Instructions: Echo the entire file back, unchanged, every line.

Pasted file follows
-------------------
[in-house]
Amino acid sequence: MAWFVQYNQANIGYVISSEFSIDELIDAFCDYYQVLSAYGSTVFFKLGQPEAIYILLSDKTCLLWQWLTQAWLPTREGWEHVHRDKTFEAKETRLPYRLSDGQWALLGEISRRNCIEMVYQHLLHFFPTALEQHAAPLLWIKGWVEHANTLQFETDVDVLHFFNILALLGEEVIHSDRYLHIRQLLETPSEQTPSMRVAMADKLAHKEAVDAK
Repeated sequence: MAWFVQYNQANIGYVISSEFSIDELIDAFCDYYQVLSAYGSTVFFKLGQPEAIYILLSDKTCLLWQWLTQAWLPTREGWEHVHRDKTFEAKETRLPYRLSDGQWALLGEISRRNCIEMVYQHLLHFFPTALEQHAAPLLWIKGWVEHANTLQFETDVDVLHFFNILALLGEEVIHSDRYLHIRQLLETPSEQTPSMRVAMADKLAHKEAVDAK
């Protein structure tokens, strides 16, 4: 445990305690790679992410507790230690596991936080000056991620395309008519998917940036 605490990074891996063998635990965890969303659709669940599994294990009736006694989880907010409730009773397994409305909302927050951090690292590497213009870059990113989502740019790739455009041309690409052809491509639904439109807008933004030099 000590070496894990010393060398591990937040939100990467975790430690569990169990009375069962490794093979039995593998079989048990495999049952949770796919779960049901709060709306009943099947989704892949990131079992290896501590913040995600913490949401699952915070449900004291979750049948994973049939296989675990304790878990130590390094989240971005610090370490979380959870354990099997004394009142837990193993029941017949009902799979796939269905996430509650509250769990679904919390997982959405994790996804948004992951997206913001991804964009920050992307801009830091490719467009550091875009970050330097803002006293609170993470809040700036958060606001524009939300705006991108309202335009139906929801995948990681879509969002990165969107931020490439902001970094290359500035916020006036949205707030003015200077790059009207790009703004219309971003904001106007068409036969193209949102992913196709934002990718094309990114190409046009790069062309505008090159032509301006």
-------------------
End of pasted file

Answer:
[in-house]
Amino acid sequence: MAWFVQYNQANIGYVISSEFSIDELIDAFCDYYQVLSAYGSTVFFKLGQPEAIYILLSDKTCLLWQWLTQAWLPTREGWEHVHRDKTFEAKETRLPYRLSDGQWALLGEISRRNCIEMVYQHLLHFFPTALEQHAAPLLWIKGWVEHANTLQFETDVDVLHFFNILALLGEEVIHSDRYLHIRQLLETPSEQTPSMRVAMADKLAHKEAVDAK
Repeated sequence: MAWFVQYNQANIGYVISSEFSIDELIDAFCDYYQVLSAYGSTVFFKLGQPEAIYILLSDKTCLLWQWLTQAWLPTREGWEHVHRDKTFEAKETRLPYRLSDGQWALLGEISRRNCIEMVYQHLLHFFPTALEQHAAPLLWIKGWVEHANTLQFETDVDVLHFFNILALLGEEVIHSDRYLHIRQLLETPSEQTPSMRVAMADKLAHKEAVDAK
């Protein structure tokens, strides 16, 4: 445990305690790679992410507790230690596991936080000056991620395309008519998917940036 605490990074891996063998635990965890969303659709669940599994294990009736006694989880907010409730009773397994409305909302927050951090690292590497213009870059990113989502740019790739455009041309690409052809491509639904439109807008933004030099 000590070496894990010393060398591990937040939100990467975790430690569990169990009375069962490794093979039995593998079989048990495999049952949770796919779960049901709060709306009943099947989704892949990131079992290896501590913040995600913490949401699952915070449900004291979750049948994973049939296989675990304790878990130590390094989240971005610090370490979380959870354990099997004394009142837990193993029941017949009902799979796939269905996430509650509250769990679904919390997982959405994790996804948004992951997206913001991804964009920050992307801009830091490719467009550091875009970050330097803002006293609170993470809040700036958060606001524009939300705006991108309202335009139906929801995948990681879509969002990165969107931020490439902001970094290359500035916020006036949205707030003015200077790059009207790009703004219309971003904001106007068409036969193209949102992913196709934002990718094309990114190409046009790069062309505008090159032509301006």